Barney’s Birthday Bonanza.


madeinberlin

findthetime

It’s always good to start with a quote, this one is from one of my favourite songs. Don’t worry I haven’t set up a tumblr account and gone vegan, it just started playing on my iPod as I left Berlin on Sunday afternoon and I thought it would be a good way to start this post which will describe the people and events from last weekend.

No persuasion whatsoever has ever been needed to get me travelling to Berlin, a city that I can now boast to have visited just under ten times since I first went with Ludo in 2009. Notably, my mate Simon even managed to persuade me to go on a whim one Sunday evening following a lunch at the Royal Park Pub. As soon as I received the call from Barney, it was on. Swanky restaurants, meeting new people and lots of birthday celebration was in order. Over the weekend our leader set a cracking pace, both in terms of walking speed and event management. After two nights in Berlin I woke up with more stamps on my hands than there are days in the week. It is true; Berlin never disappoints, but for that you pay a physical price. In spite of this, a week on, you start to miss the relaxed lifestyle they have in the Wild Wild East. This story begins Friday 15th March or Independence Day, for the Hungarians amongst you.

ICE ICE Baby.

Thanks to a hiccup from Nath, I took the ICE (Inter-City-Express train) from Munich to Berlin. As cliché as it sounds, trains here in Germany run more smoothly and are just generally more efficient, which I admit is an obvious and boring fact to state, especially given the poor (albeit improving) state of affairs in the UK. As Inglorious Ingo always used to say, the best thing about travelling with the Deutsche Bahn is that they make occasional announcements in English. These consist of polite greetings such as: “Lädies end Gentellmen, velcom on board zee I-C-E to Stralsund, vee vish you a pläsent journey”. Other than that, not much happened on the journey, other than some fairly attractive girls got on at Augsburg. For the time being, we’ll refer to them as Augsbabes. In my experience these girls are all foam and no Weißbier. Having said that, my experience is based almost exclusively on a volleyball player of Lithuanian origin, but still. They overheard me speaking British English on the phone and had a huge debate about which British actors sounded the best. Predictably, Hugh Grant came out on top.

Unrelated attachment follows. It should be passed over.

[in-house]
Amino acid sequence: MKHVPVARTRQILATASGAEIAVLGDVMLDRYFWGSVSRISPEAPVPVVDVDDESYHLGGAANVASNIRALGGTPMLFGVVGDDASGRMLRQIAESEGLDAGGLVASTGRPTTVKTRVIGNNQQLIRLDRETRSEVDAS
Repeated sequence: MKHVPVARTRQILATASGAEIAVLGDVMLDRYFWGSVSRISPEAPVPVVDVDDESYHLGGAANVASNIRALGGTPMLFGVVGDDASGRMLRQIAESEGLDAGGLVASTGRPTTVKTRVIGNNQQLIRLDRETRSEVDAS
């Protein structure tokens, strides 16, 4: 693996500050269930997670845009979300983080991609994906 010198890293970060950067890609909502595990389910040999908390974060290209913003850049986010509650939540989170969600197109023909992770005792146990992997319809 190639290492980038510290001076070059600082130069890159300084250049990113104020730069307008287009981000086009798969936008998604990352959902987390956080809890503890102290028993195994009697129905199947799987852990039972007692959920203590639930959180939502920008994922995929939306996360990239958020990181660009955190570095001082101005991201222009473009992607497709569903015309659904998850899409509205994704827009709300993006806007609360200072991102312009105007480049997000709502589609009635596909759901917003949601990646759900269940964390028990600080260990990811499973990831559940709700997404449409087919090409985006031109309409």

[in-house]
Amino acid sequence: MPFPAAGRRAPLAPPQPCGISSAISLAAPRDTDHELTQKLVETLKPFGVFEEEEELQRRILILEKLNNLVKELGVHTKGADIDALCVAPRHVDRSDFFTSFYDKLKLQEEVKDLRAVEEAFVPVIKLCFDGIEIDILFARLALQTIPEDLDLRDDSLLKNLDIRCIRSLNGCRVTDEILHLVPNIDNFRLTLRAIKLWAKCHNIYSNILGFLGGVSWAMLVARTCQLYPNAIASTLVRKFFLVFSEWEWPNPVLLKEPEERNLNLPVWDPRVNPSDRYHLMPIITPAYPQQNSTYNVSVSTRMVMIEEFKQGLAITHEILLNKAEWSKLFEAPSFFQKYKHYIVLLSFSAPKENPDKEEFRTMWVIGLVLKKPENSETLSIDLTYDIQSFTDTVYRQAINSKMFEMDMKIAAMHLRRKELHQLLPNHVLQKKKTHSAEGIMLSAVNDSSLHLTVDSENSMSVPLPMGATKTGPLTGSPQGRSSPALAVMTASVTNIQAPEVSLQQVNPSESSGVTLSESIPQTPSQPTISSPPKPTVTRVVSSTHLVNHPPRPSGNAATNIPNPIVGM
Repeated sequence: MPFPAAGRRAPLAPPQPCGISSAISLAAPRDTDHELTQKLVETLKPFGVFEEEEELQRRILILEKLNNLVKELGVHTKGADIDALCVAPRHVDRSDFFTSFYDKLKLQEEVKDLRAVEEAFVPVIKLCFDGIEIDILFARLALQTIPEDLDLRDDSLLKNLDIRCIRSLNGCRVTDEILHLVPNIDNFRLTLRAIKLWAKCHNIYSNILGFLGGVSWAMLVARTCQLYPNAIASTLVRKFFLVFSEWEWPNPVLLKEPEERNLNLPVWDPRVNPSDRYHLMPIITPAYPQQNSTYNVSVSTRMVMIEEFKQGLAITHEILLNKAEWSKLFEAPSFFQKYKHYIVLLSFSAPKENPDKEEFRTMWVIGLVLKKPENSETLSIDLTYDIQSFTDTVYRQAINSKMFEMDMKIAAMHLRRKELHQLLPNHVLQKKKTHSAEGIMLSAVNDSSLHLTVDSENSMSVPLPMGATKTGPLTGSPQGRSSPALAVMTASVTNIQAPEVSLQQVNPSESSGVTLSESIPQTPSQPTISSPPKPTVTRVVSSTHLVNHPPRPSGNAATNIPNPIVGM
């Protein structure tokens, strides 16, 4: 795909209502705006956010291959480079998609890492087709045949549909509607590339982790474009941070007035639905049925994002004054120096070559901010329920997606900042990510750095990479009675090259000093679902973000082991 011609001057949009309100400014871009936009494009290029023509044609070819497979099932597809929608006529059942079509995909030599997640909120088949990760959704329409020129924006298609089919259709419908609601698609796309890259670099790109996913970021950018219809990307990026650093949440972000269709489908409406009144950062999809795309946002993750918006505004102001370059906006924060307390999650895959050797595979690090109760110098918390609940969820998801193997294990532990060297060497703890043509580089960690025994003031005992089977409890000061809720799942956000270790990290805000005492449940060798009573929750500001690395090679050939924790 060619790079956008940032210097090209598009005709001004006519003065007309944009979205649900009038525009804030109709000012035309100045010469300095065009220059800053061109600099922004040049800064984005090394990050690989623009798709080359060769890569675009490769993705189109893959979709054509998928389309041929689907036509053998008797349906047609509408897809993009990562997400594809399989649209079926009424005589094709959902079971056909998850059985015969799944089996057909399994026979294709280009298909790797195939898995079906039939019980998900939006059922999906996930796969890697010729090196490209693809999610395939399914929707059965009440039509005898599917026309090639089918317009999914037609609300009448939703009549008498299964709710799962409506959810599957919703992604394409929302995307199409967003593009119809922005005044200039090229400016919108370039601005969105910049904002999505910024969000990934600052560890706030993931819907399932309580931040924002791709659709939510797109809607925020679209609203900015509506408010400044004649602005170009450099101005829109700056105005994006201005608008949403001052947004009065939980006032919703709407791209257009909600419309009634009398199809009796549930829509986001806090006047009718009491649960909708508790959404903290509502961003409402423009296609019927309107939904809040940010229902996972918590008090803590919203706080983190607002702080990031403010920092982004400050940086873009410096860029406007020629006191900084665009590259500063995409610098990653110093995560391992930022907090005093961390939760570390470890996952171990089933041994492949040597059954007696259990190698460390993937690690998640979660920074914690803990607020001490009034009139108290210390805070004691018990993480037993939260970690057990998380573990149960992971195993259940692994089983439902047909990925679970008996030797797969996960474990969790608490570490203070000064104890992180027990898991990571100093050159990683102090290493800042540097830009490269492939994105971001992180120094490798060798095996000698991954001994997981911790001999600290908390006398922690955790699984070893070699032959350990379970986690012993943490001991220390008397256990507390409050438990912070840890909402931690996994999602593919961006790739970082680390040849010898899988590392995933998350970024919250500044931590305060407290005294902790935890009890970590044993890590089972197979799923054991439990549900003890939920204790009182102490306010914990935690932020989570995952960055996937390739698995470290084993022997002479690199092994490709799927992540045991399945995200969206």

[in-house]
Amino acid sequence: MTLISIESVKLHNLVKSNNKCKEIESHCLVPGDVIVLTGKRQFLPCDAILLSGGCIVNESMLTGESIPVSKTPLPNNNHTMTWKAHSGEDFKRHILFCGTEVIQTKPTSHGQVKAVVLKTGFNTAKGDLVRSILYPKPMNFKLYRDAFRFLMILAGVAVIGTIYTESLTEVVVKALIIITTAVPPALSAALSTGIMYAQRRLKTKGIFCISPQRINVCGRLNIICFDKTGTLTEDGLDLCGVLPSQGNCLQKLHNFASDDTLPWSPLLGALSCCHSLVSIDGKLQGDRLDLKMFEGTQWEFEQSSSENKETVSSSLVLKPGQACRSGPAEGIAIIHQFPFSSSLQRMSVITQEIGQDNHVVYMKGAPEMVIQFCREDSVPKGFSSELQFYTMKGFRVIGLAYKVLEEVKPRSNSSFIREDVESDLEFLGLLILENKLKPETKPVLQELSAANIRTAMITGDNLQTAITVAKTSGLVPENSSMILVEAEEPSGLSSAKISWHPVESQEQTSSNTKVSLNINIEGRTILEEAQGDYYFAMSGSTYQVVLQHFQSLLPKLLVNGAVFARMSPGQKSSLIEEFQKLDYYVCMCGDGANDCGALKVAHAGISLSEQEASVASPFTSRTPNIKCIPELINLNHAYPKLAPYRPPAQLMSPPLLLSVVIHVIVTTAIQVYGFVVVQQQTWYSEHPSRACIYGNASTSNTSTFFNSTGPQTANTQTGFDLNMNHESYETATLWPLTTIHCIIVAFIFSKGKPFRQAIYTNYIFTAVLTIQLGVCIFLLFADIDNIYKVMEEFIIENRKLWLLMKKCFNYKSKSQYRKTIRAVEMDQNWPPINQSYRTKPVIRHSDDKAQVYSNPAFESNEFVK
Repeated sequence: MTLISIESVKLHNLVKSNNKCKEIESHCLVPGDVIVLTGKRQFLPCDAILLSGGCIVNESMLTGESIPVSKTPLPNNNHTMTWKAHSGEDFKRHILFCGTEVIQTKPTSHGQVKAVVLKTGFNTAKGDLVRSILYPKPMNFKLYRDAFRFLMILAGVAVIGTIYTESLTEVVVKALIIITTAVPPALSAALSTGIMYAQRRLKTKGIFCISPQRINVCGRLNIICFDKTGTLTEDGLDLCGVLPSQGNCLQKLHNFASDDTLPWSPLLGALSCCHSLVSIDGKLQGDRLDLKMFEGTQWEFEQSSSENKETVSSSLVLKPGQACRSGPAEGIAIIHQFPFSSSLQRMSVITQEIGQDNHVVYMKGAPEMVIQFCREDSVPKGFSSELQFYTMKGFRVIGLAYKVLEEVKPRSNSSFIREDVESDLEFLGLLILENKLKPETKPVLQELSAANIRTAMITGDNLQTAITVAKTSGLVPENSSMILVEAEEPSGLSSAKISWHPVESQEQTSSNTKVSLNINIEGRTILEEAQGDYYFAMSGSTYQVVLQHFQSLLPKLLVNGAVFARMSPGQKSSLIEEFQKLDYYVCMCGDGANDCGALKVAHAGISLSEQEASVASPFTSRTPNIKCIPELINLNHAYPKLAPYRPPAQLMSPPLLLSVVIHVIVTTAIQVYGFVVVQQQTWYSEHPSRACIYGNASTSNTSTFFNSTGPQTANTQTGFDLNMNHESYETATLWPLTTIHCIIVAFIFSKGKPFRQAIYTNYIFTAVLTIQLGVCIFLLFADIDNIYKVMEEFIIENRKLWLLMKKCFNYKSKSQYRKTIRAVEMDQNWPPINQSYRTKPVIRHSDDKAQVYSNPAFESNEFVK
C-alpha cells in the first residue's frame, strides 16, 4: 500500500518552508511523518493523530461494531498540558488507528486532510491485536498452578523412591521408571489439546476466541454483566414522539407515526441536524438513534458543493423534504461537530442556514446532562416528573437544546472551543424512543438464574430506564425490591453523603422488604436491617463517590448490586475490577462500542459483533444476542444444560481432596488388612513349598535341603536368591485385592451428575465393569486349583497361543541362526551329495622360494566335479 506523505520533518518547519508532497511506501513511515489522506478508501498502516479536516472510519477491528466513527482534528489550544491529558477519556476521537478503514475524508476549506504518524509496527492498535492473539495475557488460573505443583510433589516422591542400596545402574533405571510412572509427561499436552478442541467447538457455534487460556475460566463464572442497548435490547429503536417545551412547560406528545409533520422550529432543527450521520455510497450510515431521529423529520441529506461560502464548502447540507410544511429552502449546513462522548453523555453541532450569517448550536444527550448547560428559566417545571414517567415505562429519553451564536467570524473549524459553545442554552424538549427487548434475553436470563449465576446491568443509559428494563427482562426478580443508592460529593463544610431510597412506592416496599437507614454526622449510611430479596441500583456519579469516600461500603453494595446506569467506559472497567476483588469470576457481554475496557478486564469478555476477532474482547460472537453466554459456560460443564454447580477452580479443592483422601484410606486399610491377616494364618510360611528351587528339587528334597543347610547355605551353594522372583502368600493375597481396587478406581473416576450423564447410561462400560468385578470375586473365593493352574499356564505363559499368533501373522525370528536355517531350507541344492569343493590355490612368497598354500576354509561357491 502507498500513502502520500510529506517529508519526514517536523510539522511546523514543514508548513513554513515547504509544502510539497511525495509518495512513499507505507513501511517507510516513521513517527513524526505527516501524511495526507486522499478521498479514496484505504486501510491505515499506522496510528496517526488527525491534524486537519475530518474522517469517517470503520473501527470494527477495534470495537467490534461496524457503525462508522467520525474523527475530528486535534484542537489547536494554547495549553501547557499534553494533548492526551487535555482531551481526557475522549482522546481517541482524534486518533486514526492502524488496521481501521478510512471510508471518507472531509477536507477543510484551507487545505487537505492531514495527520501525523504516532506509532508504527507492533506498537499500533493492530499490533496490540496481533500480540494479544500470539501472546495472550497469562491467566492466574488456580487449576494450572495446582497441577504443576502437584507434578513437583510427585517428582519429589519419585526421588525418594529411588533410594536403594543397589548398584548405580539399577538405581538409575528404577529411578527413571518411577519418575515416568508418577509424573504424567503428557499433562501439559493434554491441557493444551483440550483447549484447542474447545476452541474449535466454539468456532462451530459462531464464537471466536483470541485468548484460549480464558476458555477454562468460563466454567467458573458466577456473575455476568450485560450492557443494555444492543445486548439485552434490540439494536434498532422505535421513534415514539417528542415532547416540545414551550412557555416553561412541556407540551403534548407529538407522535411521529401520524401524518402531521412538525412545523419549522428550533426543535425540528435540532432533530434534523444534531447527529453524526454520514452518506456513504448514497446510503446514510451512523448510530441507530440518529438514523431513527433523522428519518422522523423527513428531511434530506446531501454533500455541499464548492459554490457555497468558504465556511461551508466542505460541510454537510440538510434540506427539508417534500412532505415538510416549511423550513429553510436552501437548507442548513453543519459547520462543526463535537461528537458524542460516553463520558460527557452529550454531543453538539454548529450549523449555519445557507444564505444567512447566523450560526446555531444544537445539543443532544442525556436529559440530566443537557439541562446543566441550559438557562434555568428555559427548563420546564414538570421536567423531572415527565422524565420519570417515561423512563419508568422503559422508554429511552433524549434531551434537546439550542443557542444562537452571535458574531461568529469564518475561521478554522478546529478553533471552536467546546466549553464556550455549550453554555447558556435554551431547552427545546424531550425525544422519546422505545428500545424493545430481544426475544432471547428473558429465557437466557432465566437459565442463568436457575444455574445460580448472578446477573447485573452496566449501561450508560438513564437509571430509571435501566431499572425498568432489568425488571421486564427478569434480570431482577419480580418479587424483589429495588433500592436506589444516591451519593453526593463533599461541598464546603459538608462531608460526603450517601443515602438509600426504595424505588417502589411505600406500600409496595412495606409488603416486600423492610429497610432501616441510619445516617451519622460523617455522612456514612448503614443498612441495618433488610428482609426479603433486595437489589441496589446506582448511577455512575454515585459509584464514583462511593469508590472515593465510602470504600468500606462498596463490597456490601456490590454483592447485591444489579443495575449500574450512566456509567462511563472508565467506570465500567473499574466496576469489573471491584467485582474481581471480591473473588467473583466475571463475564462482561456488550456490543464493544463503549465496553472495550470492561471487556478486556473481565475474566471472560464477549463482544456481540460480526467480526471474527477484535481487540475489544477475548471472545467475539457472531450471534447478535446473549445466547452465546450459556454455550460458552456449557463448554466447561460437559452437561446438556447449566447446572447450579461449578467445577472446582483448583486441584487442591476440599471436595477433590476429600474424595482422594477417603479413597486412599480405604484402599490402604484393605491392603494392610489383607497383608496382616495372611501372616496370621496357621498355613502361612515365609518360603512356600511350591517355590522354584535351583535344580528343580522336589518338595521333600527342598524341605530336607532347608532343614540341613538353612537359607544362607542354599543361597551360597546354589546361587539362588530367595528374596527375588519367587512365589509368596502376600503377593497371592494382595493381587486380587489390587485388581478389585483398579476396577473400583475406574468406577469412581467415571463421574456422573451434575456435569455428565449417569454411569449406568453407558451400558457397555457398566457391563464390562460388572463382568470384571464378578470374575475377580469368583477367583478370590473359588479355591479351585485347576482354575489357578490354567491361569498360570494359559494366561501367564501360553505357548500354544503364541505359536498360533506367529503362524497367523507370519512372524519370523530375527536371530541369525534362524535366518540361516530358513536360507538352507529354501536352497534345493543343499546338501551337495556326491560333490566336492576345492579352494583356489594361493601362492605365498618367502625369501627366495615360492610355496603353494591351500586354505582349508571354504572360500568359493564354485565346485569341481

I won’t bother translating the title. You’re better off not knowing.

But my sense of flattery was about to come to an abrupt halt when we stopped at Nuremberg. The seat next to me suddenly became occupied by a portly lady and things took a turn for the worse. For a short while everything appeared to be normal. She poured herself into her seat, took out a book and began to read. Perfectly legit, I thought to myself, nothing wrong with that. This was until she started getting slightly too interactive with the book, stroking the pages as she read, caressing them as she breathlessly soared through the novel. When she took a break to catch her breath, I realised from the title and strange picture of the author that it was a curious sort of book (see right).